Stowaway on a forgettable space adventure

Anna Kenrick and Shamier Anderson star in space survival thriller, Stowaway.
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This Netflix thriller is a decent but forgettable mission to Mars. Taran Pannu reviews space survival tale Stowaway.

Stowaway on a forgettable space adventure

For a film set solely in one location with a talented cast and exciting writer/director at the helm, Stowaway should’ve been a gripping survival tale.

Instead it’s a decent Friday night flick not likely to be remembered.

Director Joe Penna hit the ground running with his thrilling and nuanced feature debut Arctic in 2018 and has followed it up with yet another survival thriller, this time set in space.

The film is well directed and performed, with production and sound design immersing the viewer into the crew’s claustrophobic ship.

The cast includes Anna Kendrick (Pitch Perfect, Up in the Air, The Accountant), Daniel Dae Kim (Lost), Shamier Anderson (Across the Line) and Toni Collette (Hereditary), who all do solid work with what they are given.

Kendrick plays Zoe Levenson, an astronaut on her way to Mars, faced with a difficult decision once her team find a stowaway on their ship.

Stowaway on a forgettable space adventure
Toni Collette as Marina Barnett (left), Daniel Dae Kim as David Kim and Anna Kendrick as Zoe Levenson. Credit: Jurgen Olczyk© 2021, Stowaway Productions.

The script attempts to give each character some sort of moral compass and back story, and the actors nobly grasp on to whatever they can despite the lack of significant development.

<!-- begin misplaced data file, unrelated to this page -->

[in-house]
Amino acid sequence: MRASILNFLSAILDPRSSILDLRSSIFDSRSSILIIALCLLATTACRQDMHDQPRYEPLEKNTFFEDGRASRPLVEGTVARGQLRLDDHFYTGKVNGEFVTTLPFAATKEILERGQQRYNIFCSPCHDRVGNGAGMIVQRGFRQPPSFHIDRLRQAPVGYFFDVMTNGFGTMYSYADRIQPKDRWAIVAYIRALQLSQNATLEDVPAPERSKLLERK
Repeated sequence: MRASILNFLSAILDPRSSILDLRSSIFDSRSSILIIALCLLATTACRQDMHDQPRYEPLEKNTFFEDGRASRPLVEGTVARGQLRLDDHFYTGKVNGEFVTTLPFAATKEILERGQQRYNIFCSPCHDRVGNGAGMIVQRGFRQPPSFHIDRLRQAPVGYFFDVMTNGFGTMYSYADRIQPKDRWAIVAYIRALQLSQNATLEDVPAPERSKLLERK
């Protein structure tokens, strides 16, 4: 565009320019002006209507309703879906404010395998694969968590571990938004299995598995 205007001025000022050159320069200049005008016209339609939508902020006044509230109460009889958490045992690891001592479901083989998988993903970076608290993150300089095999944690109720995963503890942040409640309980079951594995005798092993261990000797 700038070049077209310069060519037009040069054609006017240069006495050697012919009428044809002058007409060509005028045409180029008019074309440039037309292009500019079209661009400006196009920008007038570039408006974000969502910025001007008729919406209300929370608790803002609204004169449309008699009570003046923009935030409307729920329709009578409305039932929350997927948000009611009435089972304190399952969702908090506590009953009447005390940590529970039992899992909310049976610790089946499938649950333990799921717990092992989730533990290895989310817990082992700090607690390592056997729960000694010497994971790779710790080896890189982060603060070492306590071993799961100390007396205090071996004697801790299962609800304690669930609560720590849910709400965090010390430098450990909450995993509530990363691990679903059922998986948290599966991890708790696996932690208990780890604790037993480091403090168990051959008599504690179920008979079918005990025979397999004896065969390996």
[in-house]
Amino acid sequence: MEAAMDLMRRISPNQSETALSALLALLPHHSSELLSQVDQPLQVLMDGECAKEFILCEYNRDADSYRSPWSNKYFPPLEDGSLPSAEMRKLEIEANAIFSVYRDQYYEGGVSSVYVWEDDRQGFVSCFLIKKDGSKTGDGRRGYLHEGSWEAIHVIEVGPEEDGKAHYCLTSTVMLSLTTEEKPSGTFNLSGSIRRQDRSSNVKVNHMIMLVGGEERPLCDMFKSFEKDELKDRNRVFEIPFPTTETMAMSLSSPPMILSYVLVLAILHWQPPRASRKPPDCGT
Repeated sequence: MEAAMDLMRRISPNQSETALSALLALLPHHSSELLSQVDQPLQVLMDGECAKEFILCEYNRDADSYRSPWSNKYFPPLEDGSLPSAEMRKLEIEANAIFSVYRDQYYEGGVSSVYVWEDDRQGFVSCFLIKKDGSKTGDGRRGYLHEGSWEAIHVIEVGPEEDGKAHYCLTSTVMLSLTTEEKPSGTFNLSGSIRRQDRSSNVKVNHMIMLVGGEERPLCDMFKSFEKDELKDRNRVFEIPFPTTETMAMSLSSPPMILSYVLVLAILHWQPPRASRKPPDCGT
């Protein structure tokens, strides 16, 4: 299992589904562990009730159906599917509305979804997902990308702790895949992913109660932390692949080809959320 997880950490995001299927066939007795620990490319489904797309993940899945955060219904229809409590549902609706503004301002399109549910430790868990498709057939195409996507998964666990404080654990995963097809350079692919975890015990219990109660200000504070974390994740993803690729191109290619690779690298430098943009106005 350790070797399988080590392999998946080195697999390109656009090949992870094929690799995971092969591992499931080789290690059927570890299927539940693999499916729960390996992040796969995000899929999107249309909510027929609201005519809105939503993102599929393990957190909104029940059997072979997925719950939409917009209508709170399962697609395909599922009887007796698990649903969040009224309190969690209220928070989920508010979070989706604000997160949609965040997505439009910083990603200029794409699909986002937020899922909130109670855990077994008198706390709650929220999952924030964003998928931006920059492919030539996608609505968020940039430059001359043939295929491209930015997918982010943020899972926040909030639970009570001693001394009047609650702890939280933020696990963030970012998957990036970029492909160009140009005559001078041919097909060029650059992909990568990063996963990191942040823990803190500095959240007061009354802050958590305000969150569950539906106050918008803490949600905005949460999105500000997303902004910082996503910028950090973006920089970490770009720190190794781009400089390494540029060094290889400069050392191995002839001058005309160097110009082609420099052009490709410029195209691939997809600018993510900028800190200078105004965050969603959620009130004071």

The plot positions the characters in a moral dilemma: Do they throw this stowaway overboard or do they all suffer and die together?

Although the stakes are high for the characters, the film fails to capitalise on this tense situation.

The ending is lacklustre and feels as though the writers had written themselves into a corner. It could only really have one of a few endings, and they chose the safest one.

Stowaway on a forgettable space adventure
A scene from Stowaway—get lost in space with this Friday night flick.

If the film had been given a cinema release as opposed to solely a Netflix release, there would have been an overall warmer reception, given the size and scope of this picture.

The immersive nature of the film and Penna’s direction is one of Stowaway’s strengths, and if it was instead viewed on the big screen, the experience would have been much more entertaining.

For Friday night viewing, when you don’t want to scroll through Netflix for hours, the film provides a good distraction that will keep you entertained for the runtime. Just don’t expect to remember it once the credits begin to roll.